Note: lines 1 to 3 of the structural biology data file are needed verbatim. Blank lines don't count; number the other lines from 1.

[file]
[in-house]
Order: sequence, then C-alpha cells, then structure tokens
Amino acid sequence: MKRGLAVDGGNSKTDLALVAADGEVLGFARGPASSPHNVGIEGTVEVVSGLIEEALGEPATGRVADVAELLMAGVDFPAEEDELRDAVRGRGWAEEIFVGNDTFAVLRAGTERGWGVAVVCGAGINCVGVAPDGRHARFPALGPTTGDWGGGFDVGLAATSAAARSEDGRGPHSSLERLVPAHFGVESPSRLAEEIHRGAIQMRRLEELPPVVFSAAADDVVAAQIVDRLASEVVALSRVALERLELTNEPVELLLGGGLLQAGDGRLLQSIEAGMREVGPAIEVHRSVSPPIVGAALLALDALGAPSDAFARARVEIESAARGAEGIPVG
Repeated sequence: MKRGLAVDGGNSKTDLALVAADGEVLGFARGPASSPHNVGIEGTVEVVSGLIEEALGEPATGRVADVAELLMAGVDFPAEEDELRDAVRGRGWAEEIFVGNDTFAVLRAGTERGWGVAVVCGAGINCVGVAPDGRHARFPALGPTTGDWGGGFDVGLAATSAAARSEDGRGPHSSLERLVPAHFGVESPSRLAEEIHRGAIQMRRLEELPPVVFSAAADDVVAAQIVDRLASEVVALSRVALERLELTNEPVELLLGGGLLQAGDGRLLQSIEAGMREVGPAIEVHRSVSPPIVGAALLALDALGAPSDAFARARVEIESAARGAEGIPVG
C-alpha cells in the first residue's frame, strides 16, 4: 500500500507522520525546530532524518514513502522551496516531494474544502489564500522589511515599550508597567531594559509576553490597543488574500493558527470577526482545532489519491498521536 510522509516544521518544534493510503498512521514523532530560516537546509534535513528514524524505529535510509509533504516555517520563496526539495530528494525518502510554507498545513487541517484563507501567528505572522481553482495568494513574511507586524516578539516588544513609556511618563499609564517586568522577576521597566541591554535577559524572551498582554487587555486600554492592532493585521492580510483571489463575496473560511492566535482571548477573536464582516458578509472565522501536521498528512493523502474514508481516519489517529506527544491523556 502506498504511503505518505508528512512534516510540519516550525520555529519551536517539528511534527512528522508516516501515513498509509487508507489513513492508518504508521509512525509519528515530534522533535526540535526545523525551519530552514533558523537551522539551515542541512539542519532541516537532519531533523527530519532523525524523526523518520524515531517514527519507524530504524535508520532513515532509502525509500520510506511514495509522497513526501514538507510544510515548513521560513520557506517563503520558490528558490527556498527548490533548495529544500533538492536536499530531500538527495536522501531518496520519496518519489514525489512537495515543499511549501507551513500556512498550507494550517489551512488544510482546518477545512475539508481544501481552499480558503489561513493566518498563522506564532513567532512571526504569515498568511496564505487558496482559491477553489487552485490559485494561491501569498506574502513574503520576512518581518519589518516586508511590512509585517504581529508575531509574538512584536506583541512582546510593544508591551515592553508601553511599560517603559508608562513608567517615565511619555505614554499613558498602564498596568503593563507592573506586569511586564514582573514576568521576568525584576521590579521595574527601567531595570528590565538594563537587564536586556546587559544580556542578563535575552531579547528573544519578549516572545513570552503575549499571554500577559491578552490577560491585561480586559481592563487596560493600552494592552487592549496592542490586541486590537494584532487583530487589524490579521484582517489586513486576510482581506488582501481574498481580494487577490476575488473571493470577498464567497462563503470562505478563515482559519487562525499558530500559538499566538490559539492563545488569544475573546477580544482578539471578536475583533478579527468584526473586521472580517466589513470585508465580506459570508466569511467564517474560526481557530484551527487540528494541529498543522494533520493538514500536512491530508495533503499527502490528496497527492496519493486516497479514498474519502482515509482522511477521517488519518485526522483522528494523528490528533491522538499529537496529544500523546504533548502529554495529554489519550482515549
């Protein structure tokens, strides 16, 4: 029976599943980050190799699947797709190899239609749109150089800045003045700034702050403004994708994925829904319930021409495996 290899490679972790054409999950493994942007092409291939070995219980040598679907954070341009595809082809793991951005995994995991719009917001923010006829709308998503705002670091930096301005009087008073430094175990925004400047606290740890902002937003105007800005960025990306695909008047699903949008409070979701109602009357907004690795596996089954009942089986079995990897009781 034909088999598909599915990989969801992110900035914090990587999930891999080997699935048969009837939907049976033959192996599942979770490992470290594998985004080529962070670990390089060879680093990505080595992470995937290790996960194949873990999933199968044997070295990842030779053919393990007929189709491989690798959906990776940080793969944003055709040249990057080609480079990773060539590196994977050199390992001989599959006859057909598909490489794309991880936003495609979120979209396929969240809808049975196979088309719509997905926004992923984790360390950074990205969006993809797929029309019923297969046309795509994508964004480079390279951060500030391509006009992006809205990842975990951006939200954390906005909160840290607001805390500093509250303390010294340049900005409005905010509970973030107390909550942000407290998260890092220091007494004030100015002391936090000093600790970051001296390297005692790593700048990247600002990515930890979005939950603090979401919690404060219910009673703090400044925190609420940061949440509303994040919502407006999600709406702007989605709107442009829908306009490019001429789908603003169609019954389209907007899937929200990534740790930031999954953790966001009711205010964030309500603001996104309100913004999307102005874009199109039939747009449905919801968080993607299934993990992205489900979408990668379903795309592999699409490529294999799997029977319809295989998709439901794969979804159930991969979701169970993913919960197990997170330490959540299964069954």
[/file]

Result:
[in-house]
Order: sequence, then C-alpha cells, then structure tokens
Amino acid sequence: MKRGLAVDGGNSKTDLALVAADGEVLGFARGPASSPHNVGIEGTVEVVSGLIEEALGEPATGRVADVAELLMAGVDFPAEEDELRDAVRGRGWAEEIFVGNDTFAVLRAGTERGWGVAVVCGAGINCVGVAPDGRHARFPALGPTTGDWGGGFDVGLAATSAAARSEDGRGPHSSLERLVPAHFGVESPSRLAEEIHRGAIQMRRLEELPPVVFSAAADDVVAAQIVDRLASEVVALSRVALERLELTNEPVELLLGGGLLQAGDGRLLQSIEAGMREVGPAIEVHRSVSPPIVGAALLALDALGAPSDAFARARVEIESAARGAEGIPVG